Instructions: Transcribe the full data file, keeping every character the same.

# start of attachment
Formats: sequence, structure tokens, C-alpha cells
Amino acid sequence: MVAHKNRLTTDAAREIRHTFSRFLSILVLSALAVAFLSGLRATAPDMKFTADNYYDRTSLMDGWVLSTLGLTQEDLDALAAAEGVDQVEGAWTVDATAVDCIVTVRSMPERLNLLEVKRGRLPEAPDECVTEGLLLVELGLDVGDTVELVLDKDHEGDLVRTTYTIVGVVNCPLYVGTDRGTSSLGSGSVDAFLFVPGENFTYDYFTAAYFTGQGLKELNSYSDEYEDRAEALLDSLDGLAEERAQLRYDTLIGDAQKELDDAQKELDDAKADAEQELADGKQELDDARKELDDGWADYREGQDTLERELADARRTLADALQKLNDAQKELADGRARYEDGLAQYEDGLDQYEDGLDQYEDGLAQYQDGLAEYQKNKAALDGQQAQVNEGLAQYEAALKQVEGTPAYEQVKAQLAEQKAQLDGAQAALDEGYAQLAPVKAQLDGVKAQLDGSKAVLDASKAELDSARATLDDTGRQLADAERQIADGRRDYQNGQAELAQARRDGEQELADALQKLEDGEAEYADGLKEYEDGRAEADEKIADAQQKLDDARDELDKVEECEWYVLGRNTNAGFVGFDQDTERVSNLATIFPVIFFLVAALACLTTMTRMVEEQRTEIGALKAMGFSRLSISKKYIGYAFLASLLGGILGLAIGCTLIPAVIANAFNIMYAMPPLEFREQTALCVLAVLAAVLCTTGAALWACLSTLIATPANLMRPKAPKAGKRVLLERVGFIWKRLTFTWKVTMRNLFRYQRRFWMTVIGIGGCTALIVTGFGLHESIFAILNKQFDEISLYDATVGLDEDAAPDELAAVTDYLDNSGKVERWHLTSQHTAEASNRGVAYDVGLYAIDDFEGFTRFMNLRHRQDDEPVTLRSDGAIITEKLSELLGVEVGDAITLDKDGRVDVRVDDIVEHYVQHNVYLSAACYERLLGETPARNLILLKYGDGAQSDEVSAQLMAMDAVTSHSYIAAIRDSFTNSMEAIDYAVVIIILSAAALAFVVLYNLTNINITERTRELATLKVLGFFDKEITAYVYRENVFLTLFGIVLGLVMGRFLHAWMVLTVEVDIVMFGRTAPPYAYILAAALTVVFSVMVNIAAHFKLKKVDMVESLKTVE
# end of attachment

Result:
Formats: sequence, structure tokens, C-alpha cells
Amino acid sequence: MVAHKNRLTTDAAREIRHTFSRFLSILVLSALAVAFLSGLRATAPDMKFTADNYYDRTSLMDGWVLSTLGLTQEDLDALAAAEGVDQVEGAWTVDATAVDCIVTVRSMPERLNLLEVKRGRLPEAPDECVTEGLLLVELGLDVGDTVELVLDKDHEGDLVRTTYTIVGVVNCPLYVGTDRGTSSLGSGSVDAFLFVPGENFTYDYFTAAYFTGQGLKELNSYSDEYEDRAEALLDSLDGLAEERAQLRYDTLIGDAQKELDDAQKELDDAKADAEQELADGKQELDDARKELDDGWADYREGQDTLERELADARRTLADALQKLNDAQKELADGRARYEDGLAQYEDGLDQYEDGLDQYEDGLAQYQDGLAEYQKNKAALDGQQAQVNEGLAQYEAALKQVEGTPAYEQVKAQLAEQKAQLDGAQAALDEGYAQLAPVKAQLDGVKAQLDGSKAVLDASKAELDSARATLDDTGRQLADAERQIADGRRDYQNGQAELAQARRDGEQELADALQKLEDGEAEYADGLKEYEDGRAEADEKIADAQQKLDDARDELDKVEECEWYVLGRNTNAGFVGFDQDTERVSNLATIFPVIFFLVAALACLTTMTRMVEEQRTEIGALKAMGFSRLSISKKYIGYAFLASLLGGILGLAIGCTLIPAVIANAFNIMYAMPPLEFREQTALCVLAVLAAVLCTTGAALWACLSTLIATPANLMRPKAPKAGKRVLLERVGFIWKRLTFTWKVTMRNLFRYQRRFWMTVIGIGGCTALIVTGFGLHESIFAILNKQFDEISLYDATVGLDEDAAPDELAAVTDYLDNSGKVERWHLTSQHTAEASNRGVAYDVGLYAIDDFEGFTRFMNLRHRQDDEPVTLRSDGAIITEKLSELLGVEVGDAITLDKDGRVDVRVDDIVEHYVQHNVYLSAACYERLLGETPARNLILLKYGDGAQSDEVSAQLMAMDAVTSHSYIAAIRDSFTNSMEAIDYAVVIIILSAAALAFVVLYNLTNINITERTRELATLKVLGFFDKEITAYVYRENVFLTLFGIVLGLVMGRFLHAWMVLTVEVDIVMFGRTAPPYAYILAAALTVVFSVMVNIAAHFKLKKVDMVESLKTVE